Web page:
The Making of Marquis Hill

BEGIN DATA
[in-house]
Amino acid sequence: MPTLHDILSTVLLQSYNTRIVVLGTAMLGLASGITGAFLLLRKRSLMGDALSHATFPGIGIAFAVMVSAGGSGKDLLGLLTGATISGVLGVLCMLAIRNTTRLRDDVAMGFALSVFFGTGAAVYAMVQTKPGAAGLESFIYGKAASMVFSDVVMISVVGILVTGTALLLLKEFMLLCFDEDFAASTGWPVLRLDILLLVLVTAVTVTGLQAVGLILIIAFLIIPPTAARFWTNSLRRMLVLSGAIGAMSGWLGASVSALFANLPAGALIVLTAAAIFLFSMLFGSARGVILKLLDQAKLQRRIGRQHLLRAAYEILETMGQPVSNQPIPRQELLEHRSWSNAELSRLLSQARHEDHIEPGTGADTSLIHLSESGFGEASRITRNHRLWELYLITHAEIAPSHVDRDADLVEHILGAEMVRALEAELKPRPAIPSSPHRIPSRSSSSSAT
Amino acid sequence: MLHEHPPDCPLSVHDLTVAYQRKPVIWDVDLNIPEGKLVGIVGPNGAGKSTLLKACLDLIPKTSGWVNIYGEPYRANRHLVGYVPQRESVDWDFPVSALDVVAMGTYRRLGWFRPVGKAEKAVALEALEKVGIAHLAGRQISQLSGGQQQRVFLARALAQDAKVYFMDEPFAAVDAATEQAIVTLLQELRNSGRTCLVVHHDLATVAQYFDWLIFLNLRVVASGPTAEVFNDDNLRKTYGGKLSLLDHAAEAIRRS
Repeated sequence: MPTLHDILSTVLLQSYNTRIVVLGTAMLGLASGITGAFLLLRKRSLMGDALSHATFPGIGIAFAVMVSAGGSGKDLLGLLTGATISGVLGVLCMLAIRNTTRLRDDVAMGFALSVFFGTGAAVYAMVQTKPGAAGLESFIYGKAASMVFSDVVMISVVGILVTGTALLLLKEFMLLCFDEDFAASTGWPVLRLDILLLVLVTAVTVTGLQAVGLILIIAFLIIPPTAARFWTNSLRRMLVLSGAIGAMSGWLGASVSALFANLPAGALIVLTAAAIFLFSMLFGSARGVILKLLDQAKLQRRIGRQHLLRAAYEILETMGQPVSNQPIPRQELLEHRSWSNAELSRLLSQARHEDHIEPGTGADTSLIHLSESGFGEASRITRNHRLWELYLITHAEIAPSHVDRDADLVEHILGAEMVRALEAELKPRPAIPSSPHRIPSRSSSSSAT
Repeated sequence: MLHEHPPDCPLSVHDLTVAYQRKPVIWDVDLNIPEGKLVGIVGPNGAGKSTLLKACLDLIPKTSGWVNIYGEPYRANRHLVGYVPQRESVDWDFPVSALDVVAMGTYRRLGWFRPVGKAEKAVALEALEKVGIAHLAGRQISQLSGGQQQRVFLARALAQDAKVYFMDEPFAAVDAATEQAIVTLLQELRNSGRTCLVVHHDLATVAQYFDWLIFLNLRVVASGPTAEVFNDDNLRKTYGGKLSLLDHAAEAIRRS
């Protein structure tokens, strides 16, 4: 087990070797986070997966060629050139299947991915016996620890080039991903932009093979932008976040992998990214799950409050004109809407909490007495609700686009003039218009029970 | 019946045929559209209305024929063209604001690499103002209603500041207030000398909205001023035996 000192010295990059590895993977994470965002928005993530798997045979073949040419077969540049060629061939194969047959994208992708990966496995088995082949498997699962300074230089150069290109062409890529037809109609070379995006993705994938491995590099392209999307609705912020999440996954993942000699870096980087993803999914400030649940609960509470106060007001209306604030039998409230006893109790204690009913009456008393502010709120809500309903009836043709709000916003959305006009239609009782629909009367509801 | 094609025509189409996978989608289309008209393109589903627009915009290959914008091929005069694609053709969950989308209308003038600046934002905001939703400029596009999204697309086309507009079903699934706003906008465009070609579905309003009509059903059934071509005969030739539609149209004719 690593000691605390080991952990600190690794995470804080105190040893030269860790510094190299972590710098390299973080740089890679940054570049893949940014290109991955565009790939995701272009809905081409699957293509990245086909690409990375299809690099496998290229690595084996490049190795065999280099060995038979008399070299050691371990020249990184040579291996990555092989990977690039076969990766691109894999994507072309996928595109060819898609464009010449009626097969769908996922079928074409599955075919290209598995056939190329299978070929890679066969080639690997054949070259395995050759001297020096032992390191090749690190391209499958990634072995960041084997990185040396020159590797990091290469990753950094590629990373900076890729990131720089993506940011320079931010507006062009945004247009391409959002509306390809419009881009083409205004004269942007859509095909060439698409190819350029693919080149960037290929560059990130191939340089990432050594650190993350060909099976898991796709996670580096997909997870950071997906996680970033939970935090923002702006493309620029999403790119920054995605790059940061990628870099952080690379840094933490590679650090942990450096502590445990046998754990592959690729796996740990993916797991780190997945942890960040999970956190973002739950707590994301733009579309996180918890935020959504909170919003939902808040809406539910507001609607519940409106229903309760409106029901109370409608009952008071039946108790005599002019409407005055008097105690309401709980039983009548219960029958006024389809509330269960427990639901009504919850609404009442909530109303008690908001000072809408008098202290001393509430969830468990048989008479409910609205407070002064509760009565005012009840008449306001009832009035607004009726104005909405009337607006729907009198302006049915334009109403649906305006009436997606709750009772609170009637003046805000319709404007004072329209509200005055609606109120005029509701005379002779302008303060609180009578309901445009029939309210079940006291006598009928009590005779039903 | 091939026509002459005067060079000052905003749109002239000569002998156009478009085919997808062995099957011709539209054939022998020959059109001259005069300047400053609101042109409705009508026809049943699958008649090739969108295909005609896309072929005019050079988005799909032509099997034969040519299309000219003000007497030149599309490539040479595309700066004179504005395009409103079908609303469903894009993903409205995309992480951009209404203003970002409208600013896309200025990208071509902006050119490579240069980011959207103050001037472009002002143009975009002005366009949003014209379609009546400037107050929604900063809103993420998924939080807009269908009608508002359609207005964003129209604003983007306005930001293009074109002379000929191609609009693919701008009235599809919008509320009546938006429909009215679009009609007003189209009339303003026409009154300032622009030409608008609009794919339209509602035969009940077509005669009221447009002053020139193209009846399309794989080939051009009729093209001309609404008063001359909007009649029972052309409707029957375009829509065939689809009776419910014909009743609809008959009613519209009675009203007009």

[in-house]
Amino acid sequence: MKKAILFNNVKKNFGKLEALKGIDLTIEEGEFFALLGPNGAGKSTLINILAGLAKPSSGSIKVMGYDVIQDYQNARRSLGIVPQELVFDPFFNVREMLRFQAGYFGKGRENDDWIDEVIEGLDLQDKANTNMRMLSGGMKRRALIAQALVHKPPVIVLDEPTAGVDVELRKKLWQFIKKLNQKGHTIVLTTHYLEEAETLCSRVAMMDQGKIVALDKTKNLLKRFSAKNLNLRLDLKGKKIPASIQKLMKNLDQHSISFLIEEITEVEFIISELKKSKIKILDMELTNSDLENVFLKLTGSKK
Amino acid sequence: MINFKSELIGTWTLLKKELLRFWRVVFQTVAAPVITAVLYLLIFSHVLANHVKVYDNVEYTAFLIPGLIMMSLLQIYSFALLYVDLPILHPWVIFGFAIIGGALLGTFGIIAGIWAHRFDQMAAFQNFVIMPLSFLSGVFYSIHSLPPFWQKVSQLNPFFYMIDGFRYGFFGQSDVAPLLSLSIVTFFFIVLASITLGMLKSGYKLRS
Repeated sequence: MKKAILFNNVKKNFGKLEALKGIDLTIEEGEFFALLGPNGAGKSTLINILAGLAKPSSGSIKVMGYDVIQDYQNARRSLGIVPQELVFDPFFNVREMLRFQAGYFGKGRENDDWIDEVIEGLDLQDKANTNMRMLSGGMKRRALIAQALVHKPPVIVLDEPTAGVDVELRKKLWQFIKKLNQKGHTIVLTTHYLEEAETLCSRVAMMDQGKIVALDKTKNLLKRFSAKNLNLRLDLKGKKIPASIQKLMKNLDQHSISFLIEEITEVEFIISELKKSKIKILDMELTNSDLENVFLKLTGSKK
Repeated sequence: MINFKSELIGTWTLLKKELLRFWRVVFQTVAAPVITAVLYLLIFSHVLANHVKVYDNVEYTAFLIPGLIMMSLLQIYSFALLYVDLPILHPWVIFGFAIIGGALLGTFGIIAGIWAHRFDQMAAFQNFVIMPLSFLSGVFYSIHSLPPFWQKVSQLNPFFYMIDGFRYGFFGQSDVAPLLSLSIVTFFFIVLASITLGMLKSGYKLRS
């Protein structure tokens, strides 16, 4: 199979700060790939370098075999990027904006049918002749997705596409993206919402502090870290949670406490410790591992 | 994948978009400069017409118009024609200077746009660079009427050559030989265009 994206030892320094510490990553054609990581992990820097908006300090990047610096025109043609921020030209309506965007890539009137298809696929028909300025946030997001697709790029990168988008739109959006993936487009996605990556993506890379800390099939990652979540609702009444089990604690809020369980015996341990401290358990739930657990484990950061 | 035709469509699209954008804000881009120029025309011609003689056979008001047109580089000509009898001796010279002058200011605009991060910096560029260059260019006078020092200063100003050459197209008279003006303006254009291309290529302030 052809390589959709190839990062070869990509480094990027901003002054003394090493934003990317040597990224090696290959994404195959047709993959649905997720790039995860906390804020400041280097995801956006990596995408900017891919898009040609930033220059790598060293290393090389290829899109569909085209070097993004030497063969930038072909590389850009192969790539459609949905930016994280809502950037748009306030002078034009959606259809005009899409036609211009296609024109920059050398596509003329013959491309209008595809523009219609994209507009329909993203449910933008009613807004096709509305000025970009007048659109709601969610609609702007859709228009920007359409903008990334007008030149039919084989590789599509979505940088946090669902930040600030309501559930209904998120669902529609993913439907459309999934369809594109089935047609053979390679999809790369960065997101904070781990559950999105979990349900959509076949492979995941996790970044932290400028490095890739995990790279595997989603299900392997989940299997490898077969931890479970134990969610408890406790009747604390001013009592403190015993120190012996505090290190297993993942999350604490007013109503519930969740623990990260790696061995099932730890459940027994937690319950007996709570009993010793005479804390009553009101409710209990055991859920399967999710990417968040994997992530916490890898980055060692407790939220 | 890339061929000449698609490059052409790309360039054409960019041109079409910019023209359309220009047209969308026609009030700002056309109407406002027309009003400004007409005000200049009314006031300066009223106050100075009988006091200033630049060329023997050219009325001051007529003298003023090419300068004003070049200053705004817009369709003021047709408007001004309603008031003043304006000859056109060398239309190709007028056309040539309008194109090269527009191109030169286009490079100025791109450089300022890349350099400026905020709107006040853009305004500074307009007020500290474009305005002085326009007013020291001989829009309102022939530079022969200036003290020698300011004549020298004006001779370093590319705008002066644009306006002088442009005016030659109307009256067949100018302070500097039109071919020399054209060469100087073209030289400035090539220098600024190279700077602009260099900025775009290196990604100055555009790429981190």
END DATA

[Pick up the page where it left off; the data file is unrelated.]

About a year ago, trumpeter Marquis Hill, now 28, went to Los Angeles, played five tunes for a panel of judges, and won the Thelonious Monk International Jazz Competition. You can think of it as a sort of Heisman Trophy for young jazz artists, meaning that a lot more people discovered his talent in a hurry. His profile may have risen suddenly, but talent like that doesn't spontaneously emerge from nowhere. It takes a village of mentors, peers, opportunities, and other educational infrastructure to enable a musician to grow. That's especially true with jazz, an inherently social music historically conveyed through the oral tradition. Besides, in his hometown of Chicago, folks had already known about Marquis for some time: That's the "village" that raised him, after all. Marquis Hill now splits his time between the Windy City and New York City, but still maintains a snappy working band full of catchy melodic ideas — a five-piece outfit he calls the Marquis Hill Blacktet. On one of his trips back home this summer, we asked him to show us "his" Chicago, culminating in a Blacktet performance downtown at one of the city's premier clubs: the Jazz Showcase. Jazz Night In America travels to one of the great jazz cities to meet some of the people and places which made a young trumpeter from the South Side of Chicago into Marquis Hill. MUSICIANS Marquis Hill (trumpet), Christopher McBride (alto sax), Justin ‘Justefan’ Thomas (vibraphone), Joshua Ramos (bass), Makaya McCraven (drums)

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